Revolutionary Peer

 
 
By Steve Gillmor  |  Posted 2003-12-14 Print this article Print
 
 
 
 
 
 
 


-to-Peer Program Could Solve Problem"> One such candidate is peer-to-peer, as resurrected in the form of Bram Cohens BitTorrent. Its an elegant protocol for distributing files, one that takes advantage of "the unused upload capacity of your customers." BitTorrent breaks up files into shards that are uploaded around the network as the file is downloaded by multiple clients. The more popular a file, the more endpoints exist. You download a file with BitTorrent by simultaneously collecting shards, assembling them together locally as they arrive. Map this to RSS feeds: the more popular the feed, the more nodes on the network serving pieces of the feed. That would allow rapid downloads by many users by distributing the data across multiple sites. Its a digital Robin Hood, redistributing the wealth from the server to a network of peers. BitTorrent does cryptographic hashing of all data, so feed owners can be confident the file reaches its target unchanged.
But theres even more to this disruptive alliance: a small amount of special code known as a tracker sits inside the host Web site and emits information to help other downloaders find each other. As Bram Cohen describes: "[Trackers] speak a very simple protocol layered on top of HTTP in which a downloader sends information about what file its downloading, what port its listening on, and similar information, and the tracker responds with a list of contact information for peers which are downloading the same file."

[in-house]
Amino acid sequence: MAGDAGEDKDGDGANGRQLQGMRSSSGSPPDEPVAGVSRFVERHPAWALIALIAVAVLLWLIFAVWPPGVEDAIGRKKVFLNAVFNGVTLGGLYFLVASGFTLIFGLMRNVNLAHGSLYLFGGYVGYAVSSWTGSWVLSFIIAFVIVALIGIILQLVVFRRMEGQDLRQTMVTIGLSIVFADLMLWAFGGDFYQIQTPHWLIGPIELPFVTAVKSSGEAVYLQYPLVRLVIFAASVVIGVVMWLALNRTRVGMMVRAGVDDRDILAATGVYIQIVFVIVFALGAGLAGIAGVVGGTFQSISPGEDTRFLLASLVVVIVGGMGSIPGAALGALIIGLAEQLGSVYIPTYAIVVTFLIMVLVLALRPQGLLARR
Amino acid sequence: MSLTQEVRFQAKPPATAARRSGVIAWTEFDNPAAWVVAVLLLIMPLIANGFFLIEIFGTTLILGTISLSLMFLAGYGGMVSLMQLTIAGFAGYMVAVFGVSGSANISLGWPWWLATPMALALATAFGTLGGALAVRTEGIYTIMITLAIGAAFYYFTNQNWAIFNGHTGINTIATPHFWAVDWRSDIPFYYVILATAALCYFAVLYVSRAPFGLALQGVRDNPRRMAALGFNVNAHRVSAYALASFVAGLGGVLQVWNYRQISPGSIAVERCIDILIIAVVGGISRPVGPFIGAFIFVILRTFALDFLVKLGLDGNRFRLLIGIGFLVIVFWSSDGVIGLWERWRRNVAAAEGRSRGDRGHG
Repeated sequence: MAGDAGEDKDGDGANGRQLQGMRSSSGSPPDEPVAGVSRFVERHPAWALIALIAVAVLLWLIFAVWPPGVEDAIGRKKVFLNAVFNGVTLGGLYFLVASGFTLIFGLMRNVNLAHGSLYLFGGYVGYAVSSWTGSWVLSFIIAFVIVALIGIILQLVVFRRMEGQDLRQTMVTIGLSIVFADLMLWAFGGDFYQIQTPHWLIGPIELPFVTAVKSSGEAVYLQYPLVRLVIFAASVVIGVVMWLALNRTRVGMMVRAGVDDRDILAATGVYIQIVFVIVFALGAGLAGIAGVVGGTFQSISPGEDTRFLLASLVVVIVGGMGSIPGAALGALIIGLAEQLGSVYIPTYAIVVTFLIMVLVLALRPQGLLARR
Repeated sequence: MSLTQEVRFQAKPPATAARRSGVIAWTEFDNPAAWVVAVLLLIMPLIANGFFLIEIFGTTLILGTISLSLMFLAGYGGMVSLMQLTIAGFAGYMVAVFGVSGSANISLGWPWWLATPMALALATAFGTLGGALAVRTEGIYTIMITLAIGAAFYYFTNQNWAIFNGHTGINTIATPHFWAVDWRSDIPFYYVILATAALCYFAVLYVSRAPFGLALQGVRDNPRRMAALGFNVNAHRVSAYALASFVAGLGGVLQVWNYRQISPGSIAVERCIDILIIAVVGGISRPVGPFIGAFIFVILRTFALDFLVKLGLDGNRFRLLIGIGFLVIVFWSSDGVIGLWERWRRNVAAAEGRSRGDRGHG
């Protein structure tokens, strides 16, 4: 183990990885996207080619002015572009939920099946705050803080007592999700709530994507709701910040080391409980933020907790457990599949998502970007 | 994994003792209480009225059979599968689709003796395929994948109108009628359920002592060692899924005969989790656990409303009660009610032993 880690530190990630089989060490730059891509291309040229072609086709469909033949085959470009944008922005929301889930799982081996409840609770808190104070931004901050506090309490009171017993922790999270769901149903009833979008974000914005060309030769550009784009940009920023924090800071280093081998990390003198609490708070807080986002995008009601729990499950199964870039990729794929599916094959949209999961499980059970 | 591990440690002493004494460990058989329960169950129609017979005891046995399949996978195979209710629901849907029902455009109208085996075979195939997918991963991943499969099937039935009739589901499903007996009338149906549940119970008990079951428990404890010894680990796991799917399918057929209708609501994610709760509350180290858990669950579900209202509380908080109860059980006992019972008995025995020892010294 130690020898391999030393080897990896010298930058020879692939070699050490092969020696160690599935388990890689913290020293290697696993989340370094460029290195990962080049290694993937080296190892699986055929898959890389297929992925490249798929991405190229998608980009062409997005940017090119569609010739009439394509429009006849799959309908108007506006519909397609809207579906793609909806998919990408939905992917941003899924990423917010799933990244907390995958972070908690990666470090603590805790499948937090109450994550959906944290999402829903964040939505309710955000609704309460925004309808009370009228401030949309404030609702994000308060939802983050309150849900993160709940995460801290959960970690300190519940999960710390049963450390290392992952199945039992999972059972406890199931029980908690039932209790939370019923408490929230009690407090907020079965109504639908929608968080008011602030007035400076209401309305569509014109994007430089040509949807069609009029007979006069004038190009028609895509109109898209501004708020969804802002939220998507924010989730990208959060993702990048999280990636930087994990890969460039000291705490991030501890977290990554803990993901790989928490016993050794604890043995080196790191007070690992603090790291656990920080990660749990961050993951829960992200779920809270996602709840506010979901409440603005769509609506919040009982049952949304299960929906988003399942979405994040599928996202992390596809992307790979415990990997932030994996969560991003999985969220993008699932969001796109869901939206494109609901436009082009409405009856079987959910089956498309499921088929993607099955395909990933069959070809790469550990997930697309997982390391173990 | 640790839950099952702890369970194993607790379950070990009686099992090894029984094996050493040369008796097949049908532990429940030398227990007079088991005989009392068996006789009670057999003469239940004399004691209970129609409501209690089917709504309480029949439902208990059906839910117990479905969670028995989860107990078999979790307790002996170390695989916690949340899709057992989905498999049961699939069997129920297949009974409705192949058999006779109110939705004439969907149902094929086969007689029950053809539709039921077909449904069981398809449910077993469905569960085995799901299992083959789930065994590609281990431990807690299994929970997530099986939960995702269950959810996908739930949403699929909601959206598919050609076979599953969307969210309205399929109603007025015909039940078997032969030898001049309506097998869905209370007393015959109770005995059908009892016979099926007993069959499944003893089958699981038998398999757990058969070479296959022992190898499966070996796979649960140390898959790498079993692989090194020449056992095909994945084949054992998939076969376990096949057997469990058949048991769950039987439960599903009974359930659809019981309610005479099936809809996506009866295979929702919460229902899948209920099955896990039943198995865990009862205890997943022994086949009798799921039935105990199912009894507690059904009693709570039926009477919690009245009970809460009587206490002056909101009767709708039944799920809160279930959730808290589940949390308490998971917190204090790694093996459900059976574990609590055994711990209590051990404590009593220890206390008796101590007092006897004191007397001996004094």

So youve got a list of peers connected via known ports, a trusted group of RSS feed subscribers, who can marshall their resources for additional economic benefit. That could take the form of an affinity group marketing their attention to an advertiser or political cause, a secure pool of computing resources for distributing confidential information, and a pathway for signaling information about new content on that particular subnetwork. Even if none of this were to be leveraged, the combined polling of the group, if staggered by one minute intervals, would monitor a feed even though each client only polled once per hour. But once you were on the BitTorrent feed, you could shut off the polling after the first connection. Next page: Two great disruptive technologies that taste great together.


 
 
 
 
Steve Gillmor is editor of eWEEK.com's Messaging & Collaboration Center. As a principal reviewer at Byte magazine, Gillmor covered areas including Visual Basic, NT open systems, Lotus Notes and other collaborative software systems. After stints as a contributing editor at InformationWeek Labs, editor in chief at Enterprise Development Magazine, editor in chief and editorial director at XML and Java Pro Magazines, he joined InfoWorld as test center director and columnist.
 
 
 
 
 
 
 

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